Common Legal Issues with Custom Home Contract

Custom homes can be full of complicated legal issues during and after the building process, but homeowners can prepare themselves and be more informed throughout it. Here are the most common legal issues with custom home contracts that anyone looking to build their own custom home should understand before executing the agreement:

1) Details of Work to be Completed

This section of your contract finalizes the scope of the work that the builder agrees to complete.  The section also exists as an important record. Consequently, if there is a discrepancy between the plans and specifications, you and your builder should put your resolution in to writing. That way, you’ll avoid a legal dispute, or at the very least you will have a resource to reference in the event of arbitration or litigation. Additionally, it is important to be as specific as possible.

2) Timeline

A custom home contract should also contain an estimated timeline of work to be completed. There are exceptions made for unavoidable occurrences, such as inclement weather, but a timeline will protect you from delays.

One thing to consider is adding a provision for liquidated damages, which is further protection from delays. Essentially, with liquidated damages, the parties can predetermine the damages owed for specific breaches, such as late performance. Thus, it is an extra incentive for the builder to finish the project on time or else pay per diem for each additional day of construction.

3) Payment Schedule

Delayed payments are another reason the home building could be delayed. One way to easily avoid this problem is with a payment schedule. The payment schedule section details when and how the builder is paid by the owner, as well as the payment details for any contractors involved with the project. A standard contract will include an initial payment to cover the cost of labor and goods, a set amount per time frame and a payment to be made once the home is completed.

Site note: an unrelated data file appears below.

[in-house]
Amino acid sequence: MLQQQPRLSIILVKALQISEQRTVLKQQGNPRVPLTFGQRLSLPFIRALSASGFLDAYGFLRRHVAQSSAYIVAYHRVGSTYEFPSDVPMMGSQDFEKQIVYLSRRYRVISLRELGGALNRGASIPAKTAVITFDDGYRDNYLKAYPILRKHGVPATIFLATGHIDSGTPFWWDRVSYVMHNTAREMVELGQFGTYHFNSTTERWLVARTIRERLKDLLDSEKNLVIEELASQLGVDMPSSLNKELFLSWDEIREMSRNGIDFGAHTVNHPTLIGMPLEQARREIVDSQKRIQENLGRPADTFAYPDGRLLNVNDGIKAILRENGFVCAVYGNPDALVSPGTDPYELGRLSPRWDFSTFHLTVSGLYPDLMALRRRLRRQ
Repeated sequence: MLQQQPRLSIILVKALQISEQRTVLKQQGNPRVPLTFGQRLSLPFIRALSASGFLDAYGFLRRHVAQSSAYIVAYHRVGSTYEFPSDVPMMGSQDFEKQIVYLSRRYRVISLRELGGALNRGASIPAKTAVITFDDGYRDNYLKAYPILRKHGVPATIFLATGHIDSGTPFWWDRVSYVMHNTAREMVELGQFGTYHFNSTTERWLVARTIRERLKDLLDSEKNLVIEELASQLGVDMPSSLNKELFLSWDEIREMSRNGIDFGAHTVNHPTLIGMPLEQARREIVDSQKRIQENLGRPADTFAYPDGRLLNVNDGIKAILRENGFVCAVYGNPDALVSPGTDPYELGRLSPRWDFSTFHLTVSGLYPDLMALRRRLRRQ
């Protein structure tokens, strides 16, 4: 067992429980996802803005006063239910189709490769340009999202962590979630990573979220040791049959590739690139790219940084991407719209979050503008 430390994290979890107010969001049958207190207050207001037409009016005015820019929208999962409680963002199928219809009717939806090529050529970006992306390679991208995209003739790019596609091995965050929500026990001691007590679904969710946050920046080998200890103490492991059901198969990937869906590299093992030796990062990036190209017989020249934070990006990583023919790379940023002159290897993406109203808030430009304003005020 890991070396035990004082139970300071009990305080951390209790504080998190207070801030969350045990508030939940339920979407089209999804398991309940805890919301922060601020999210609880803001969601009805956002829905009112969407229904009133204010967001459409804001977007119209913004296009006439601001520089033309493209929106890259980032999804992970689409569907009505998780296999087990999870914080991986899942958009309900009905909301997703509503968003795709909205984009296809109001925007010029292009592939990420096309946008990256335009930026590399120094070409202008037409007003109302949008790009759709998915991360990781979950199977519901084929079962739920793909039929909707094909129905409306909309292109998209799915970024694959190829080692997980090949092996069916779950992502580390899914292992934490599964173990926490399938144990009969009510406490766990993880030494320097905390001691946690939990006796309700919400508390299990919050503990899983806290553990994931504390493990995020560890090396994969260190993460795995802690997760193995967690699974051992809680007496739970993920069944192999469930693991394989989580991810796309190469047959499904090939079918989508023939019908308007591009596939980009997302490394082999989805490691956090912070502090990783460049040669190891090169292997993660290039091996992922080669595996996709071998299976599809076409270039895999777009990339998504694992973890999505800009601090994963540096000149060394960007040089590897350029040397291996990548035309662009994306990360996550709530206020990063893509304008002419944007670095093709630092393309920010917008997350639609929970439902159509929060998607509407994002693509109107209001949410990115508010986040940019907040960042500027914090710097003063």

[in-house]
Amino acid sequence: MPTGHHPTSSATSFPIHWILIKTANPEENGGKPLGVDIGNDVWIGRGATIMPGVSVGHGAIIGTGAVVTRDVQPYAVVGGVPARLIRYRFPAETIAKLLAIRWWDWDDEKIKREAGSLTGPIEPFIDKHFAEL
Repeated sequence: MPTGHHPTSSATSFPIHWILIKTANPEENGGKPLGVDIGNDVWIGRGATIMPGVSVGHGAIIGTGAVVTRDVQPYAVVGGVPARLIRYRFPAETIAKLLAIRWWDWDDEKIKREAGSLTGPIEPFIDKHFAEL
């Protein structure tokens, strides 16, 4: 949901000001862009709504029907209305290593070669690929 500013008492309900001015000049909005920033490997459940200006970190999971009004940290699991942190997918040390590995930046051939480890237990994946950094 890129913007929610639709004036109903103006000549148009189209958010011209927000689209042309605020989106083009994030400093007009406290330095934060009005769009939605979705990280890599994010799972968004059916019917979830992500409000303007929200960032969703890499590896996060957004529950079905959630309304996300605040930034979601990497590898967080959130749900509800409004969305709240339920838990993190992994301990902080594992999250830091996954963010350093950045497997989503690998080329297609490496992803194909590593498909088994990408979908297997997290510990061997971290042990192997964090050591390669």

4) How to Handle Proposed Changes and Delays

Just as you need a written section in your contract for the scope of work on your custom home, you need another one for changes to the scope of work. City permits, owner add-ons and other circumstances could spur a change to your custom home build, so you and your builder need to agree on a course of action in the event of a change to your home. The section should cover time frame and expenses.

5) New Home Builder Breach of Contract

No matter how careful you are when entering into a custom home project with a builder, a dispute could arise in the form of a new home builder breach of contract. Contracts could either require arbitration—a less formal conflict resolution process—or litigation. In both circumstances, a Phoenix real estate attorney can help tremendously.  You should make sure you understand what legal process the contract details and prepare for how you will handle it if there is a breach of contract.  Even having your contract reviewed by an experienced real estate attorney in Arizona before signing is a great decision and it will help prepare you with legal representation should any issues arise.

Have an Experienced Real Estate Lawyer Review Custom Home Contracts

MacQueen & Gottlieb have significant experience with custom home contracts in Arizona.  Our firm can help you draft, negotiate and structure the contract to protect your rights and give your custom home the best chance of being completed on-time and on-budget.  Contact us today at 602-726-2229 to schedule an initial consultation or make an appointment online.